[Show abstract][Hide abstract] ABSTRACT: The aim of this review is to evaluate clinical applications of (11)C-acetate positron emission tomography (PET). Acetate is quickly metabolized into acetyl-CoA in human cells. In this form it can either enter into the tricarboxylic acid cycle, thus producing energy, as happens in the myocardium, or participate in cell membrane lipid synthesis, as happens in tumor cells. (11)C-acetate PET was originally employed in cardiology, to study myocardial oxygen metabolism. More recently it has also been used to evaluate myocardial perfusion, as well as in oncology. The first studies of (11)C-acetate focused on its use in prostate cancer. Subsequently, (11)C-acetate was studied in other urological malignancies, as well as renal cell carcinoma and bladder cancer. Well differentiated hepatocellular carcinoma represents an (18)F-fluoro-deoxyglucose ((18)F-FDG) PET pitfall, so many authors have proposed to use (11)C-acetate in addition to (18)F-FDG in studying this tumor. (11)C-acetate PET has also been used in other malignancies, such as brain tumors and lung carcinoma. Some authors reported a few cases in which (11)C-acetate PET incidentally found multiple myeloma or rare tumors, such as thymoma, multicentric angiomyolipoma of the kidney and cerebellopontine angle schwannoma. Lastly, (11)C-acetate PET was also employed in a differential diagnosis case between glioma and encephalitis. The numerous studies on (11)C-acetate have demonstrated that it can be used in cardiology and oncology with no contraindications apart from pregnancy and the necessity of a rapid scan. Despite its limited availability, this tracer can surely be considered to be a promising one, because of its versatility and capacity to even detect non (18)F-FDG-avid neoplasm, such as differentiated lung cancer or hepatocellular carcinoma.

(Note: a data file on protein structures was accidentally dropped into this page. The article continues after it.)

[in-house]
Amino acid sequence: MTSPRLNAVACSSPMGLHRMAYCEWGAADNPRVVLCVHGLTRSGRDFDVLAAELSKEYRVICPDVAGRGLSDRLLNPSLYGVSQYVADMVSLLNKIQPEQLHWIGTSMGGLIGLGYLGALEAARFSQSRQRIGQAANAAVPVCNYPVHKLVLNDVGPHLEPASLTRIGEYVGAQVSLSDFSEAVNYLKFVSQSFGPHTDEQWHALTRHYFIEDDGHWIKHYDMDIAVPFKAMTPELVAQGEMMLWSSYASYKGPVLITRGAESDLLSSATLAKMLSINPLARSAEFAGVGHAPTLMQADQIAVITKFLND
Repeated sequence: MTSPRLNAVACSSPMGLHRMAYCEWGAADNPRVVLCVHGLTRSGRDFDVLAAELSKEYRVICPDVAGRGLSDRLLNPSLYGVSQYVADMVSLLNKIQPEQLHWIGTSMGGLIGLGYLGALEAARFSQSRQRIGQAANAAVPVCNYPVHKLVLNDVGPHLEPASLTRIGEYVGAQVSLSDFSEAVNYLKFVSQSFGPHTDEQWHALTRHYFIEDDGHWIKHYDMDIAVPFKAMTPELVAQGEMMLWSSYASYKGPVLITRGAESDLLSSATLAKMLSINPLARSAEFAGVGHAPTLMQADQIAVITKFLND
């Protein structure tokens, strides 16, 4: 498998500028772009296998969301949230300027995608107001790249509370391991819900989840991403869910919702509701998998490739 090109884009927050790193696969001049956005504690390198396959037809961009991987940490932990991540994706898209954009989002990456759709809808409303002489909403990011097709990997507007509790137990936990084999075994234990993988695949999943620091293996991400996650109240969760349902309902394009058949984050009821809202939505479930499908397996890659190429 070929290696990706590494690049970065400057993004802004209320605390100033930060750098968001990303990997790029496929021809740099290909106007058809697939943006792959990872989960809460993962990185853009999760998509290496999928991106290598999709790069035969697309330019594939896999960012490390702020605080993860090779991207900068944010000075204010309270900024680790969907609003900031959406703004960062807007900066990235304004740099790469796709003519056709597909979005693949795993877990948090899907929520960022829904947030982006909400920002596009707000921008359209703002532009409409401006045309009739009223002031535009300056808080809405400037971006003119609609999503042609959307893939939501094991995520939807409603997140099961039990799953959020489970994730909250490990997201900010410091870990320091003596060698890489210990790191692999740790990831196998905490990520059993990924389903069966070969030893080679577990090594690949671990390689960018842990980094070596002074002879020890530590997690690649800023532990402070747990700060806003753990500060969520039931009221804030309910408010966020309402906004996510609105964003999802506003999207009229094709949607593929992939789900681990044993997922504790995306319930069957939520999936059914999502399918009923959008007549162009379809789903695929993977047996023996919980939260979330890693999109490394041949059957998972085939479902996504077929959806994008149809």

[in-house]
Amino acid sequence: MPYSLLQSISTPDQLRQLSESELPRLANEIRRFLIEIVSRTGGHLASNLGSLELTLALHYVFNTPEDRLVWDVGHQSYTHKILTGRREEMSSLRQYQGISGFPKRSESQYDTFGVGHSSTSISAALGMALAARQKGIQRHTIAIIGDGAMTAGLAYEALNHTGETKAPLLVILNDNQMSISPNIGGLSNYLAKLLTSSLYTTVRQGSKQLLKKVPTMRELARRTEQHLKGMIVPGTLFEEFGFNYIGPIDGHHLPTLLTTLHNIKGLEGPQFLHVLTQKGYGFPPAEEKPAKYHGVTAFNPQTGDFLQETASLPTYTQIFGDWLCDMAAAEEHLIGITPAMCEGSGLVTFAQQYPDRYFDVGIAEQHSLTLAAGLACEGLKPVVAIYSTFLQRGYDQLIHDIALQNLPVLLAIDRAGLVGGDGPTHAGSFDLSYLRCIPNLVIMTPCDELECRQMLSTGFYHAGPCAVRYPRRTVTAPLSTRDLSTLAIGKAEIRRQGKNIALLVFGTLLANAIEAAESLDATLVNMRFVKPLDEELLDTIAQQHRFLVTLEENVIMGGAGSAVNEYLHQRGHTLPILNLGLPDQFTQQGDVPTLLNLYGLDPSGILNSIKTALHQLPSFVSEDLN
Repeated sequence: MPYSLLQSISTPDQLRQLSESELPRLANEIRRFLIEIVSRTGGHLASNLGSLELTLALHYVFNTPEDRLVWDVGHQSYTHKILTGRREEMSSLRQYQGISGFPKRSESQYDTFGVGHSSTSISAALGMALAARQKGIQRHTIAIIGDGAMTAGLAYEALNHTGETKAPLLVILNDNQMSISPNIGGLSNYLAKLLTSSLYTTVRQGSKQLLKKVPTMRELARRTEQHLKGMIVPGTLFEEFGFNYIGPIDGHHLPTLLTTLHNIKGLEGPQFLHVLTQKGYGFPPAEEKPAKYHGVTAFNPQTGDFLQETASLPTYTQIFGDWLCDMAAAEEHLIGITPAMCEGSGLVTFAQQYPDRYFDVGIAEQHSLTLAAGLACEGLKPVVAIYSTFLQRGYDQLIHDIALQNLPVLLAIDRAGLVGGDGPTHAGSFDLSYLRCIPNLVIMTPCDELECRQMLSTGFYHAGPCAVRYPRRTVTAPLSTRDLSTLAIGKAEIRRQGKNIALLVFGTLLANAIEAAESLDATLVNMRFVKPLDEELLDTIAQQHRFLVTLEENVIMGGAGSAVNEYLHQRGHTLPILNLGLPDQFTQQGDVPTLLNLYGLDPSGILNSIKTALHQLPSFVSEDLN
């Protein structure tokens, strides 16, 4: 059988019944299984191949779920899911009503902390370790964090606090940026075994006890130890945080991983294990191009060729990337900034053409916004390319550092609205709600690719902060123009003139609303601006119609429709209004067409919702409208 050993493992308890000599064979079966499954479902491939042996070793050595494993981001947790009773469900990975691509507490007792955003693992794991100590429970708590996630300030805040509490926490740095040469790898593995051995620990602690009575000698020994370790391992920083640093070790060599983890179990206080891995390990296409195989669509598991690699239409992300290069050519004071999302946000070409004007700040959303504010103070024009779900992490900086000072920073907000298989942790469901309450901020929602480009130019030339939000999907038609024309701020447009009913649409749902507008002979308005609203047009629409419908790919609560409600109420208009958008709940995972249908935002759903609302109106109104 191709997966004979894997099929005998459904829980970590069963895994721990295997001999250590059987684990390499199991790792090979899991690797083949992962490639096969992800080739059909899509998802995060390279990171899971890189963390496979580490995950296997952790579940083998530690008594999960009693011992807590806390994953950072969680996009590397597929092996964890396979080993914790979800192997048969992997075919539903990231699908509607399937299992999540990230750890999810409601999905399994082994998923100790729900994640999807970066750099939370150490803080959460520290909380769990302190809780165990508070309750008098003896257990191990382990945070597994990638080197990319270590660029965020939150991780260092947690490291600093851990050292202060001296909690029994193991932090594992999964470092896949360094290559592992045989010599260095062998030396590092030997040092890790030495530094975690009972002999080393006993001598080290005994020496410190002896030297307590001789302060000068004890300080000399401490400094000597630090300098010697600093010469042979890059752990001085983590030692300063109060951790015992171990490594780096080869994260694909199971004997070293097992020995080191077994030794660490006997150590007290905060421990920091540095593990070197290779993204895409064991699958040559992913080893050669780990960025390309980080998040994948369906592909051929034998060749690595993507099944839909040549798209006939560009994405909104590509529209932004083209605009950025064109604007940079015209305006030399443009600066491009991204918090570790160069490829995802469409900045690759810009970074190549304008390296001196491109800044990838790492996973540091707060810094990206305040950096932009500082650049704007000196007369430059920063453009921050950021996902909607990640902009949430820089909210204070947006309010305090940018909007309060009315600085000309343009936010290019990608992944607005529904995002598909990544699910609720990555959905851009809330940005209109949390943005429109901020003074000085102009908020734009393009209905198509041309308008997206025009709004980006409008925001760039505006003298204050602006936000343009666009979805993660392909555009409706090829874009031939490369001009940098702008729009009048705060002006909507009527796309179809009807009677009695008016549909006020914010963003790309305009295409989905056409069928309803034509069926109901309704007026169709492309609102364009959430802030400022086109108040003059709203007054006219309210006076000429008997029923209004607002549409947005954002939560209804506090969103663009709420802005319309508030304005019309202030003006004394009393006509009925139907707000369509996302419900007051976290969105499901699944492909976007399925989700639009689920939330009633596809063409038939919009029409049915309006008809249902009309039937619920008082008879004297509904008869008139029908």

Full-text · Article · Nov 2012 · American Journal of Nuclear Medicine and Molecular Imaging
[Show abstract][Hide abstract] ABSTRACT: A case of Erdheim-Chester disorder, a rare non-Langerhans' cell histiocytosis, was referred for restaging by F-18 FDG PET/CT more than 10 years after initial diagnosis. The patient presented diabetes insipidus, hypergondotropic hypogonadism, and osteosclerotic lesions. Previous bone scintigraphy documented pathognomonic long bones' involvement. Chronic steroid and hormone replacement therapy was administered, and the patient was asymptomatic. F-18 FDG PET/CT was useful for disease restaging at cardiac and soft tissues level.